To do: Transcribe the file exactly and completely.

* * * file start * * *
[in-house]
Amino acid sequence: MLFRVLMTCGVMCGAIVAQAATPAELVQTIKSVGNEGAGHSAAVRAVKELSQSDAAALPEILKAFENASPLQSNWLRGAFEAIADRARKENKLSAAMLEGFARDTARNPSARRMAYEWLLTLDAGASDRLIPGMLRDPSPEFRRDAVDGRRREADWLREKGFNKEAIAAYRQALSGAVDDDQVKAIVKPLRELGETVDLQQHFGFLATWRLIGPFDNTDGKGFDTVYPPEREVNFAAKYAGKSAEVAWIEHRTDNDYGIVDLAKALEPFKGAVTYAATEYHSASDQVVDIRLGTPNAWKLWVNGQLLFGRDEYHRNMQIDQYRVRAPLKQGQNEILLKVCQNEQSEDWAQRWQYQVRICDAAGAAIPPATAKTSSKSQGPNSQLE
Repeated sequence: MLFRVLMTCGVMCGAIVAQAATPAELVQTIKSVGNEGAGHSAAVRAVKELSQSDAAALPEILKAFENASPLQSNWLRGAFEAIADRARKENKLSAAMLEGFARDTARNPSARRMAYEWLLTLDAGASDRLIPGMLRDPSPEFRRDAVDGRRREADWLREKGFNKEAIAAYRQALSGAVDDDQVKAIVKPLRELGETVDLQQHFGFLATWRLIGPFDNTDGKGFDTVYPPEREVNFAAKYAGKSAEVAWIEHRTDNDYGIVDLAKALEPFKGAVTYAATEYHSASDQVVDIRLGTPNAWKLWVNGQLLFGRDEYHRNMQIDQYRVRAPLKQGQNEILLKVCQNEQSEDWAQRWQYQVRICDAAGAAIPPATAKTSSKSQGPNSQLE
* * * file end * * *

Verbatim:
[in-house]
Amino acid sequence: MLFRVLMTCGVMCGAIVAQAATPAELVQTIKSVGNEGAGHSAAVRAVKELSQSDAAALPEILKAFENASPLQSNWLRGAFEAIADRARKENKLSAAMLEGFARDTARNPSARRMAYEWLLTLDAGASDRLIPGMLRDPSPEFRRDAVDGRRREADWLREKGFNKEAIAAYRQALSGAVDDDQVKAIVKPLRELGETVDLQQHFGFLATWRLIGPFDNTDGKGFDTVYPPEREVNFAAKYAGKSAEVAWIEHRTDNDYGIVDLAKALEPFKGAVTYAATEYHSASDQVVDIRLGTPNAWKLWVNGQLLFGRDEYHRNMQIDQYRVRAPLKQGQNEILLKVCQNEQSEDWAQRWQYQVRICDAAGAAIPPATAKTSSKSQGPNSQLE
Repeated sequence: MLFRVLMTCGVMCGAIVAQAATPAELVQTIKSVGNEGAGHSAAVRAVKELSQSDAAALPEILKAFENASPLQSNWLRGAFEAIADRARKENKLSAAMLEGFARDTARNPSARRMAYEWLLTLDAGASDRLIPGMLRDPSPEFRRDAVDGRRREADWLREKGFNKEAIAAYRQALSGAVDDDQVKAIVKPLRELGETVDLQQHFGFLATWRLIGPFDNTDGKGFDTVYPPEREVNFAAKYAGKSAEVAWIEHRTDNDYGIVDLAKALEPFKGAVTYAATEYHSASDQVVDIRLGTPNAWKLWVNGQLLFGRDEYHRNMQIDQYRVRAPLKQGQNEILLKVCQNEQSEDWAQRWQYQVRICDAAGAAIPPATAKTSSKSQGPNSQLE